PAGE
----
Sen. Michael Bennett (D.-Colo.), long a prime mover to overturn the eleventh-hour Trump Administration decision to relocate STARCOM, has recently found new leverage thanks to Alabama’s extremely strict abortion laws which do not make exceptions for cases of rape or incest, regardless of the patient’s age. Along with the recent Supreme Court decision in Dobbs v. Jackson, Bennett argues, the new law “could have a negative effect on recruitment and morale.” He told a Military.com reporter that he was “deeply concerned about how the Dobbs decision and state abortion bans will affect Space Command’s workforce and readiness if the command leaves Colorado.”
An Air Force spokesperson told the publication that the state’s abortion law would be taken into account by the Secretary of Defense in the final decision-making process.
For just about two years now, Bennett, along with Colorado Sen. John Hickenlooper (D.), Rep. Doug Lamborn (R.) and Rep. Jason Crow (D.), have been fighting the Trump Administration decision on Huntsville. In June, the Government Accountability Office (GAO) released an extensive report on the process involved in the decision; though finding the DoD deficient in 14 of 21 areas of the decision-making process, the report is not a legally binding document and plans to move forward with the relocation are, by most accounts, continuing to move forward.
At stake for the local economy is the relocation of 1,400 civilian jobs.
Sources: Military.com, Alabama Political Reporter.
Video of the week: SSC encourages STEM by launching paper rockets
As part of the observance of the one-year anniversary of Space Systems Command (SSC) becoming a field command for the Space Force, Los Angeles Air Force Base played host to area grade schoolers. At the base, the students were tasked with building paper rockets and – even more fun – launching them to great heights.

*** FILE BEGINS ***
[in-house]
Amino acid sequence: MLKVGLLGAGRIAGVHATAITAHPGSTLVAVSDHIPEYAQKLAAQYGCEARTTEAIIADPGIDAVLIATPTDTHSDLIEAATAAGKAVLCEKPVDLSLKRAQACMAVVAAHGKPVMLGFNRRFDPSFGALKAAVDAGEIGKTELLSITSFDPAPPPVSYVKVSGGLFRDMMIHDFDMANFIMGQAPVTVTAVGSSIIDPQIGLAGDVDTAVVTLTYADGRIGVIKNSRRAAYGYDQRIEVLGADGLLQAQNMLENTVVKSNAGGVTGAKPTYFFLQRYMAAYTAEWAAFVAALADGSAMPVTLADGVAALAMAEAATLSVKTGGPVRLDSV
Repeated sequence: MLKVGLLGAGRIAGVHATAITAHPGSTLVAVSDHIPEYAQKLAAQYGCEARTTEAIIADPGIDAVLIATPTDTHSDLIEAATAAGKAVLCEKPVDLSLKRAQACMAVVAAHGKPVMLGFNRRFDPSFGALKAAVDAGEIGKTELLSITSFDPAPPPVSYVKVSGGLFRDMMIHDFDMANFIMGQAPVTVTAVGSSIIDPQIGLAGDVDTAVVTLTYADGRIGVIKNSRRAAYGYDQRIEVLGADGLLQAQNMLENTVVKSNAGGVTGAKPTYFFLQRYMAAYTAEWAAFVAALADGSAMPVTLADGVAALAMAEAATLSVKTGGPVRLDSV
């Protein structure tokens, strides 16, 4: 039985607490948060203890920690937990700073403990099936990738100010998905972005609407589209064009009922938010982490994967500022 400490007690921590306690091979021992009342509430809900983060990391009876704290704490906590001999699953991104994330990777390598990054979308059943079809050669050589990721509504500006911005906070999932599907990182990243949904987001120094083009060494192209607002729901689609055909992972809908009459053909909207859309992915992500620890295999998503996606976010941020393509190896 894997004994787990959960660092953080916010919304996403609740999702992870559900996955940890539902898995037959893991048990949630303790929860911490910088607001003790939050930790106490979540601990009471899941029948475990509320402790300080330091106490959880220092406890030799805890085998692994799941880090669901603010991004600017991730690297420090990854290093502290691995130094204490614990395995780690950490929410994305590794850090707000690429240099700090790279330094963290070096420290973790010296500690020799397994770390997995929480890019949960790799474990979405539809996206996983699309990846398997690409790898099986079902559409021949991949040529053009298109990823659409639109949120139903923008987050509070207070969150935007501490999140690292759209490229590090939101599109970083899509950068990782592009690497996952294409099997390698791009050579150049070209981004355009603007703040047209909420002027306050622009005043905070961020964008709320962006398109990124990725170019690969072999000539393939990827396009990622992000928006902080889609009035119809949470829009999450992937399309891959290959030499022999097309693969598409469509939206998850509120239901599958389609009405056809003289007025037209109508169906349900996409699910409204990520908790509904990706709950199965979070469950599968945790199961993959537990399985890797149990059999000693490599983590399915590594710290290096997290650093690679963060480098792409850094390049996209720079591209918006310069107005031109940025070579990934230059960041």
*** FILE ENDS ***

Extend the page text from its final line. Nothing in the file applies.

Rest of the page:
While the schoolchildren are too young for recruiting purposes, the STEM Outreach Program directors on-hand emphasized that this event and others are about eliciting excitement in STEM fields early. Jonathan Stroud, SSC STEM deputy director cited studies showing that by age 13, the great majority of kids have chosen whether they want to someday work in a STEM field.
Sources: Yahoo News, YouTube.
Introducing the Space Force Football Team! (Well, for one game, anyway…)
Football season is just about upon us and so the Air Force football team has announced its annual entrant in its “Air Power series” of specialty jerseys For one week in October, Air Force football will be playing as the Space Force. The USSF-themed jerseys are black with silver numbers and the motto SEMPER SUPRA replacing the nameplate on the back. An alternate helmet design will be used as well.
The jerseys will be worn for the October 1st game when the Air Force Falcons host the Navy Midshipmen in Colorado Springs, Colorado.
Source: CBS News.